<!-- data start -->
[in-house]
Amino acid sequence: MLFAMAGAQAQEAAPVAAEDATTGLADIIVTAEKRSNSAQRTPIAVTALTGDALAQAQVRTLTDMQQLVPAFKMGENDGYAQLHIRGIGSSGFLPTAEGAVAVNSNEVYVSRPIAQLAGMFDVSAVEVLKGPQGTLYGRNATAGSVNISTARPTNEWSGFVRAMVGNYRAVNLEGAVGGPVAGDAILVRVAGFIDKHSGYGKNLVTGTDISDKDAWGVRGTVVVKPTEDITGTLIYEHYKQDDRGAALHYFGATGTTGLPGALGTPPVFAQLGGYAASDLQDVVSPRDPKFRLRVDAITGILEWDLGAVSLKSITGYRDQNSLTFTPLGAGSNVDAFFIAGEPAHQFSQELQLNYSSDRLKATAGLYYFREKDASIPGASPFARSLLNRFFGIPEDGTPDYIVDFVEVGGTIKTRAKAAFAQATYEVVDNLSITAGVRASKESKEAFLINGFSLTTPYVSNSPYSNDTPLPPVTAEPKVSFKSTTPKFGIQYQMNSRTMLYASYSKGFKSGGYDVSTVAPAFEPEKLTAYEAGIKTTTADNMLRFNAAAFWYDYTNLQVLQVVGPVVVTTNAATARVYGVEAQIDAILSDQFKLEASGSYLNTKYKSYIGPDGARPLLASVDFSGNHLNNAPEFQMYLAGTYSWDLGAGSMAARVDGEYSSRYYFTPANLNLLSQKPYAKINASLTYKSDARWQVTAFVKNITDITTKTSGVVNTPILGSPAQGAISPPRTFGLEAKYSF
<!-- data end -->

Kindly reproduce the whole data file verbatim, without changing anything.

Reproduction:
[in-house]
Amino acid sequence: MLFAMAGAQAQEAAPVAAEDATTGLADIIVTAEKRSNSAQRTPIAVTALTGDALAQAQVRTLTDMQQLVPAFKMGENDGYAQLHIRGIGSSGFLPTAEGAVAVNSNEVYVSRPIAQLAGMFDVSAVEVLKGPQGTLYGRNATAGSVNISTARPTNEWSGFVRAMVGNYRAVNLEGAVGGPVAGDAILVRVAGFIDKHSGYGKNLVTGTDISDKDAWGVRGTVVVKPTEDITGTLIYEHYKQDDRGAALHYFGATGTTGLPGALGTPPVFAQLGGYAASDLQDVVSPRDPKFRLRVDAITGILEWDLGAVSLKSITGYRDQNSLTFTPLGAGSNVDAFFIAGEPAHQFSQELQLNYSSDRLKATAGLYYFREKDASIPGASPFARSLLNRFFGIPEDGTPDYIVDFVEVGGTIKTRAKAAFAQATYEVVDNLSITAGVRASKESKEAFLINGFSLTTPYVSNSPYSNDTPLPPVTAEPKVSFKSTTPKFGIQYQMNSRTMLYASYSKGFKSGGYDVSTVAPAFEPEKLTAYEAGIKTTTADNMLRFNAAAFWYDYTNLQVLQVVGPVVVTTNAATARVYGVEAQIDAILSDQFKLEASGSYLNTKYKSYIGPDGARPLLASVDFSGNHLNNAPEFQMYLAGTYSWDLGAGSMAARVDGEYSSRYYFTPANLNLLSQKPYAKINASLTYKSDARWQVTAFVKNITDITTKTSGVVNTPILGSPAQGAISPPRTFGLEAKYSF